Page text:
With cocoa, Sourcemap keeps tabs on a half a million smallholder farmers in West Africa, where child labor is common. In Jharkhand, Bonnani observed, “You have an analogous problem — hundreds of thousands of artisanal miners of mica. Child labor and malnutrition are endemic. At the same time, these huge multinational brands and even the traders are fully aware that they're sourcing from these places, but they lack that accountability to the ‘first mile,’ as we call it.”

Bonnani thought: “Why don't we apply those lessons from cocoa, which is not an easy supply chain to trace and monitor, to mica?”

In tracing supply chains to ensure ethical practices, Sourcemap works in both a top-down and bottom-up fashion. The top-down part is something it calls supply-chain discovery — essentially starting with the brand to find out what they know about their suppliers, and their suppliers’ suppliers, the kind of exercise in which Beautycounter had already engaged. “It's a cascading process that allows a brand, no matter where it is in the world, to find out where their raw materials are sourced,” Bonnani explained.

The bottom-up part is on the ground, as Bonnani did in traveling with Beautycounter to Jharkhand, “Going there and trying to figure out what mechanisms can we put on the ground to actually make that supply chain visible, make it transparent,” he said.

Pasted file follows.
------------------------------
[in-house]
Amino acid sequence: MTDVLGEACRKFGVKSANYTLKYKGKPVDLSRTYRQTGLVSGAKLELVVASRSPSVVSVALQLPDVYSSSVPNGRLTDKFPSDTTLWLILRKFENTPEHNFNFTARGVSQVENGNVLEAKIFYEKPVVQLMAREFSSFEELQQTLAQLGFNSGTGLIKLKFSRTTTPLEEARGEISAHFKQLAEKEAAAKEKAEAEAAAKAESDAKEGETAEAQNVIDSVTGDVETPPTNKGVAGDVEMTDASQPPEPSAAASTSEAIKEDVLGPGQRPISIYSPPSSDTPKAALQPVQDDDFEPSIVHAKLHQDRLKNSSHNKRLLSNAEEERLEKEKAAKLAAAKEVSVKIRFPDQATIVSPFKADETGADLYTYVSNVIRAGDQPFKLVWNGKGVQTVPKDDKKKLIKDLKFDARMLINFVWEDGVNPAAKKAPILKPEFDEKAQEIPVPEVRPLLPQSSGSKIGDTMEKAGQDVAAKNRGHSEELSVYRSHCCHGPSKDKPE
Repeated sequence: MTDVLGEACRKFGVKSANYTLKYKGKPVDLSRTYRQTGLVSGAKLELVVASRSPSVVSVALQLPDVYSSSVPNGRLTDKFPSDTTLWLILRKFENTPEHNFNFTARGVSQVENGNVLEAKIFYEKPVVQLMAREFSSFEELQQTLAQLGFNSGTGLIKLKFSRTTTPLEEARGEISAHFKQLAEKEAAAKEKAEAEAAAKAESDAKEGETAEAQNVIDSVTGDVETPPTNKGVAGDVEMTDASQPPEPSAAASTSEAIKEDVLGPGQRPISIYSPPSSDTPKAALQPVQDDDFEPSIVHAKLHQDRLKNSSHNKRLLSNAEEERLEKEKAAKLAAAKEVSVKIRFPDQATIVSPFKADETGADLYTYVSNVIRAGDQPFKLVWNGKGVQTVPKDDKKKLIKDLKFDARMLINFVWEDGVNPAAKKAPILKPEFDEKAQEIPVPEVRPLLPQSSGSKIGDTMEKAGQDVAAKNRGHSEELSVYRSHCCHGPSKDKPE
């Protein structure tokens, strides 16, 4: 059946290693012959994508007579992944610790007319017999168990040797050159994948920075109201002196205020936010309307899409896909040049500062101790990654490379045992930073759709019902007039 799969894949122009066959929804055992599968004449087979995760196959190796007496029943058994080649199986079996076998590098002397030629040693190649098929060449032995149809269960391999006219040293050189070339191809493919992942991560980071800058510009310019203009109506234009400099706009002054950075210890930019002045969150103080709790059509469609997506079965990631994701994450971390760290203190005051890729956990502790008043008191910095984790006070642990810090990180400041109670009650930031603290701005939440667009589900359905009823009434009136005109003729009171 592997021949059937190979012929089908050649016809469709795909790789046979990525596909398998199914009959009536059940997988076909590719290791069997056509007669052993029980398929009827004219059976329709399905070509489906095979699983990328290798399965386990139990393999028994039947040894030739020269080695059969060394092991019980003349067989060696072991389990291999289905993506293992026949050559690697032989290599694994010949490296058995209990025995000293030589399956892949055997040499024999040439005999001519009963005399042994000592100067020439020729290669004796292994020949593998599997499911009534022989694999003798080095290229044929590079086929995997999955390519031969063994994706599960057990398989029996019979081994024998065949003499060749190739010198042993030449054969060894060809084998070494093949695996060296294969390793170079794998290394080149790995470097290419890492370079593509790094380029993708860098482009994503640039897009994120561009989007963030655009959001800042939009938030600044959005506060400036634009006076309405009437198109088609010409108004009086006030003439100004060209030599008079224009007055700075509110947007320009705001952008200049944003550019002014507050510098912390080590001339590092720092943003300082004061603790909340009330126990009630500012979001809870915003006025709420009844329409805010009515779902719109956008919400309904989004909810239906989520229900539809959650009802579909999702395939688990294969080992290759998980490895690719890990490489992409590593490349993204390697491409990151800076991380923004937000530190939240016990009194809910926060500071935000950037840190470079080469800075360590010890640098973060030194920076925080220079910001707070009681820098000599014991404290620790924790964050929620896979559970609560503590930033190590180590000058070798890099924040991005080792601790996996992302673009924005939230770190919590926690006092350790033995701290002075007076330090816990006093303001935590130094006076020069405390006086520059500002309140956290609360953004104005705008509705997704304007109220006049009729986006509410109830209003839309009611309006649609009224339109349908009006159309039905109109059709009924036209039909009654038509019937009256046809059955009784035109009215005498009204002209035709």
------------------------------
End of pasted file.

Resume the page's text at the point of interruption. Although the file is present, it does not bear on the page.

Bonnani quickly determined that, while mica mining in India shared some qualities with cocoa farming in Madagascar, it lacked some of the qualities of the cocoa world.

For example, he told me, “In the cocoa industry, there's been increasing support from all the stakeholders, including even the local governments, to put in place traceability and to account for risks of child labor. In mica, we are still missing many of the key players at the table — basically the people we would need to put pressure on the producers so that they have to become transparent about where they actually source the mineral.”